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Ageism in the Workplace: Combating Age Discrimination

By: Jessica MousseauDiversity Insights
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Ageism in the workplace

Ageism is the tendency to have negative feelings toward someone based entirely on their age. Unfortunately, ageism in the workplace oftentimes makes it is harder for people over the age of 50 to find work. Ageism can also manifest in patronizing older employees and underestimating the abilities of young people.

Companies are buckling down about both diversity and inclusion, and that includes hiring people of all ages. Older employees are perhaps the most experienced and knowledgeable members of the workplace but are often overlooked by younger workers. This blog hopes to shed some light on the issues and how to combat ageism in your workplace.

Understanding Ageism in the Workplace

Ageism refers to when an employee is treated poorly or denied promotions because of their age. The average retirement age keeps rising every year, which means there are more and more older individuals working.

Ageism in the workplace is unfortunately very common. However, it’s important to understand that older workers aren’t the only ones to deal with age bias. Younger workers also face ageism treatment due to assumptions that they lack the proper experience to do their job effectively.

What Are Examples of Ageism in the Workplace?

Let’s explore some examples of age discrimination in the workplace:

  • Restricting learning opportunities, such as continuing education reimbursement or industry conference attendance, to younger employees only.
  • Excluding older workers from promotion considerations.
  • Making derogatory comments about their inability to use technology effectively or slow typing.

These are just some instances of ageism that can occur in the workplace.

Combating Ageism

To combat ageism, it’s essential to take proactive measures. Here are some strategies to consider:

Be More Open to Working With Everyone: Establish relationships with both younger and older workers to encourage collaboration on projects and ensure all voices are heard.

Embrace Learning Together: Help coworkers who may struggle with technology by taking online programs together or just helping them to better understand how to use technology tools.

Participate in Discrimination & Diversity Training: By providing training on age diversity and addressing bias, employees gain a better understanding of the benefits of a multigenerational team.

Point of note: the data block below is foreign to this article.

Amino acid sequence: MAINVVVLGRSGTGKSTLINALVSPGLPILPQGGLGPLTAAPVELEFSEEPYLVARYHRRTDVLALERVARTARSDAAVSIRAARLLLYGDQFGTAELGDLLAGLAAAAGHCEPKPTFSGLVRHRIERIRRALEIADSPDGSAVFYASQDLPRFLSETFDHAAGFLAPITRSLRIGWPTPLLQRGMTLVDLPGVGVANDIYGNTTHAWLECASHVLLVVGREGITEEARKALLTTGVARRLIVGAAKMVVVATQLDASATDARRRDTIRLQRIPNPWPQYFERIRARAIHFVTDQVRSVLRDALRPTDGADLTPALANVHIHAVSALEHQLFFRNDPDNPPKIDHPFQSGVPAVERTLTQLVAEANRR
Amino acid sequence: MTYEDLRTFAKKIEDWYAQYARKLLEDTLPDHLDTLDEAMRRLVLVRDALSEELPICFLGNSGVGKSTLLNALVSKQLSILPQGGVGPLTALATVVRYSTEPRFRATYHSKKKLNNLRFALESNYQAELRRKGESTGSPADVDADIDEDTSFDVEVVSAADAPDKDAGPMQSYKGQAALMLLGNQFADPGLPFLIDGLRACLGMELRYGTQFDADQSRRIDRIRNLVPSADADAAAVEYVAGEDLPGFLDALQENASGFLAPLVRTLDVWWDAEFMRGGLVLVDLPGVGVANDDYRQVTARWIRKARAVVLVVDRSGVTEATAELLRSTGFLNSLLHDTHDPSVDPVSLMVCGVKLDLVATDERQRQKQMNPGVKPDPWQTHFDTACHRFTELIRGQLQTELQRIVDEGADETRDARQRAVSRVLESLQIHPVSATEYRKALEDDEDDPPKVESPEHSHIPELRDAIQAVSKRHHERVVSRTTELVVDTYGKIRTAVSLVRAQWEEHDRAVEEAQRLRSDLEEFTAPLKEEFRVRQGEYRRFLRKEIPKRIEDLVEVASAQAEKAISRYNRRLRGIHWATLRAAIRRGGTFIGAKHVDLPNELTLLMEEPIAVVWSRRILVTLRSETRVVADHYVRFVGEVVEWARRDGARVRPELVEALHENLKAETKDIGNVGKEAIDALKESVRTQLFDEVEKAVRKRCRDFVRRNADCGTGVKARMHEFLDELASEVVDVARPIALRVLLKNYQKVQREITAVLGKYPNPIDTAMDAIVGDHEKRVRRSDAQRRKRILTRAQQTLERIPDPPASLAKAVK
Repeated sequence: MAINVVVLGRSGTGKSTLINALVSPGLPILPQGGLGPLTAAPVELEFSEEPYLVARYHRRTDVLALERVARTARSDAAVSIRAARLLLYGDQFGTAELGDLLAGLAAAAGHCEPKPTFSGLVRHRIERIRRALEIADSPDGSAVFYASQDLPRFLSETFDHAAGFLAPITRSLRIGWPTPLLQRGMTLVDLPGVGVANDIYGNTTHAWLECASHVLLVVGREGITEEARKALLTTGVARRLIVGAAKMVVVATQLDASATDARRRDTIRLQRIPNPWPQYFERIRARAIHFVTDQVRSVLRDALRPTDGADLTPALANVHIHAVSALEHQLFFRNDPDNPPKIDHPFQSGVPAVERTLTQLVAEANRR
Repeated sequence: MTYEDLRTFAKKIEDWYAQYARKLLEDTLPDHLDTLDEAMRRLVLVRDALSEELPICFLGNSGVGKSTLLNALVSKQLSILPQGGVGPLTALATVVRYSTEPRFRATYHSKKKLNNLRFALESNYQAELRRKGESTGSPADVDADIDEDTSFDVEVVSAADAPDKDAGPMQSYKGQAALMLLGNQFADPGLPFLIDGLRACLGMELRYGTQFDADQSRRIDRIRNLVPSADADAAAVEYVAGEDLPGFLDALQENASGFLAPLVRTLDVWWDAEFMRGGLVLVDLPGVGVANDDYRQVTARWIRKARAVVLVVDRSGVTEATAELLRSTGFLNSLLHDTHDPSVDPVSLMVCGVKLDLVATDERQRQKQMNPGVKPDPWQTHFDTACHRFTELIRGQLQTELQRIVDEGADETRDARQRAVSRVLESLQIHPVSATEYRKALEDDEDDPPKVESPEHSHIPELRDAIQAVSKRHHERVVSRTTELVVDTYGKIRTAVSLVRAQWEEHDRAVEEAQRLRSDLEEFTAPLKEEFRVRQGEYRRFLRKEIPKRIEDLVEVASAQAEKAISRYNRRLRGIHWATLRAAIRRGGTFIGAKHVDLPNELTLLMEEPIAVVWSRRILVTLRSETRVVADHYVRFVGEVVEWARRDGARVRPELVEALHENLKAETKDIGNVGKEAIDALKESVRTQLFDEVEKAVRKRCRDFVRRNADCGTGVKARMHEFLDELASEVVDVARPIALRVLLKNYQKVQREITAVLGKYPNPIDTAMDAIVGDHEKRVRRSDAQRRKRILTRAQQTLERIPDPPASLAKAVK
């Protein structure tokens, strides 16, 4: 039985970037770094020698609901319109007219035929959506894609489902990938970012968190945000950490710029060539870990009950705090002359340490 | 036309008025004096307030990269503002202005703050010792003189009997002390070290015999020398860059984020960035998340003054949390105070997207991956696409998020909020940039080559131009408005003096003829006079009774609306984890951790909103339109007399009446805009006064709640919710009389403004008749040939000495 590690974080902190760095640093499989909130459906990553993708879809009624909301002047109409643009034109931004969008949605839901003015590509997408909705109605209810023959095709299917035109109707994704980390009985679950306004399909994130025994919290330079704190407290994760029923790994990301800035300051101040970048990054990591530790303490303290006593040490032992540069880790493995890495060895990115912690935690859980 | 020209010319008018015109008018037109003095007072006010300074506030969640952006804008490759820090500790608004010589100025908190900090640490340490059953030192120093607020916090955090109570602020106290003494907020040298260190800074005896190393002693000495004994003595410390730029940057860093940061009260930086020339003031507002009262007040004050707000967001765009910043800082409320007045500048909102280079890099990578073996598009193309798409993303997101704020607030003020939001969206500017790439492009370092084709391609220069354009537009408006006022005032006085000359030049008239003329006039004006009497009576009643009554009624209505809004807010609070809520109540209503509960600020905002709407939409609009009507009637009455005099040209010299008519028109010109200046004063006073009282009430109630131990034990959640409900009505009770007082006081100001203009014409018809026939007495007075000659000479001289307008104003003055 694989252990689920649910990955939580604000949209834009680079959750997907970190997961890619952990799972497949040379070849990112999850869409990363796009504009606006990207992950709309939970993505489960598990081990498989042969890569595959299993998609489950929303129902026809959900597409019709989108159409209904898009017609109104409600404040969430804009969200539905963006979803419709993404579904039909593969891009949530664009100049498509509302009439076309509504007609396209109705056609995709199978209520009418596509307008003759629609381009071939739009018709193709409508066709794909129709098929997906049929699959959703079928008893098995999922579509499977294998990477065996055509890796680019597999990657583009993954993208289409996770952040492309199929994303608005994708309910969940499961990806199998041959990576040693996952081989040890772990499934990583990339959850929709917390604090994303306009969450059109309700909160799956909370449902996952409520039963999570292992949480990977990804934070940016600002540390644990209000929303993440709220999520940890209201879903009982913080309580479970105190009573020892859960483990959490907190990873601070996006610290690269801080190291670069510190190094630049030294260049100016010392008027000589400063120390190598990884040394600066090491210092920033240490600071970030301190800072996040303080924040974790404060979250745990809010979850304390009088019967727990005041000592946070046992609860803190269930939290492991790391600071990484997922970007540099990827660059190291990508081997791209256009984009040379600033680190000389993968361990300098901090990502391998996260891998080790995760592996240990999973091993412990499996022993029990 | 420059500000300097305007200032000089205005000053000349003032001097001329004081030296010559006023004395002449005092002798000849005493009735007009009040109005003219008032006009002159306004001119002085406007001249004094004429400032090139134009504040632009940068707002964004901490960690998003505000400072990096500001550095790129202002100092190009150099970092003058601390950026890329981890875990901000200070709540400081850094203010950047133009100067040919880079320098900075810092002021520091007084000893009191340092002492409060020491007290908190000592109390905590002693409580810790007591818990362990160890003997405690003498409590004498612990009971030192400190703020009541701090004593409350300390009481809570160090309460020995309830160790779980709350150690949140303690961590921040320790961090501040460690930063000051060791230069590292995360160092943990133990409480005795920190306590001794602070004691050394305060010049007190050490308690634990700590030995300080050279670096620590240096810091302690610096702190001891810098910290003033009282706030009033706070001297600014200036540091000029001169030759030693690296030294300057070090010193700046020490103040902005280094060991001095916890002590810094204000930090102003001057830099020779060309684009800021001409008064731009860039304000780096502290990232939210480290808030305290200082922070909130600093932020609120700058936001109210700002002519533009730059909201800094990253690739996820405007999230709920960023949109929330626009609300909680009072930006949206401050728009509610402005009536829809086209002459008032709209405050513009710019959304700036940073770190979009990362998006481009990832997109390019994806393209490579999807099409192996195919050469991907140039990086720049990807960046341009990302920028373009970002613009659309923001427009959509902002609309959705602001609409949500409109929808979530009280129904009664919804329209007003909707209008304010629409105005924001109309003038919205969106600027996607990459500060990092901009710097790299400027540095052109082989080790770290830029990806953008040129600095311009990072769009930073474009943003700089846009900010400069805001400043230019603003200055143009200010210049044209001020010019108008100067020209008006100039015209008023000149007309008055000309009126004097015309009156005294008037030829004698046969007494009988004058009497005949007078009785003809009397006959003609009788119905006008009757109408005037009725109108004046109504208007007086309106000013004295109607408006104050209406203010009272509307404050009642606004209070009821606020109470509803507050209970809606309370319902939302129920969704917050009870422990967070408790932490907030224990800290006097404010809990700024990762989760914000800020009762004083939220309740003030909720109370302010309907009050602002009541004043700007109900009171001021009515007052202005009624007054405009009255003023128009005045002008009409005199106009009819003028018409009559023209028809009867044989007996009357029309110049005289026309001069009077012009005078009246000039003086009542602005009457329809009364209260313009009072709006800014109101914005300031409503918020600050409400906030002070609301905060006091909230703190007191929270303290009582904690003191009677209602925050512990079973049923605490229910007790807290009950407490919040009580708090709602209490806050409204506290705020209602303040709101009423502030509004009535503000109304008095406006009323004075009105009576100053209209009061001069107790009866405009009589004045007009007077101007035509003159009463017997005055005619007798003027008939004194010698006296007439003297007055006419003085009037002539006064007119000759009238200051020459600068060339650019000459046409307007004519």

Implement Discrimination Policies: Define and communicate policies that explicitly state that unfair treatment based on age, or any factor, will not be tolerated and list out the repercussions for such behavior.

Final Thoughts

The best way to combat ageism in the workplace is to cultivate a diverse and inclusive multigenerational workforce. Recognize that all employees regardless of their age can contribute to the success of a business. Try out our workplace harassment training suite to ensure your organization is a safe place for all. By creating this welcoming culture, you will not only have a more productive team, but also a happier workplace.

Take the next step towards fostering diversity and inclusion in your organization with our Online Diversity and Inclusion Training Suite. Our comprehensive training programs provide valuable insights and practical strategies for creating an inclusive workplace that values individuals of all ages.

FAQs

How can we solve age discrimination in the workplace?

Many steps can be taken to create positive change at work. Education is important, so diversity training or workshops help your staff to continuously be on top of the latest DEI trends. Create a diverse, inclusive, and age-inclusive work culture that begins with job postings, vetting, and onboarding. Eliminate any internal language that uses offensive language such as grandfathered.

What can be done to combat ageism?

Establish relationships with workers of all ages by collaboration on projects. Offer training for team members to learn about new software without it seeming that they can’t use the technology. Fight against ageist stereotypes by pushing back when you hear colleagues or your employees using these terms.

What are 3 signs that someone is being discriminated against because of their age?

Being overlooked for challenging assignments is one sign that you may be experiencing age discrimination. Feeling left out during meetings or when making decisions can be another thing that some employees face. Being encouraged to retire when you reach a specific age or given an incentive to do so can sometimes be a means of age discrimination too.

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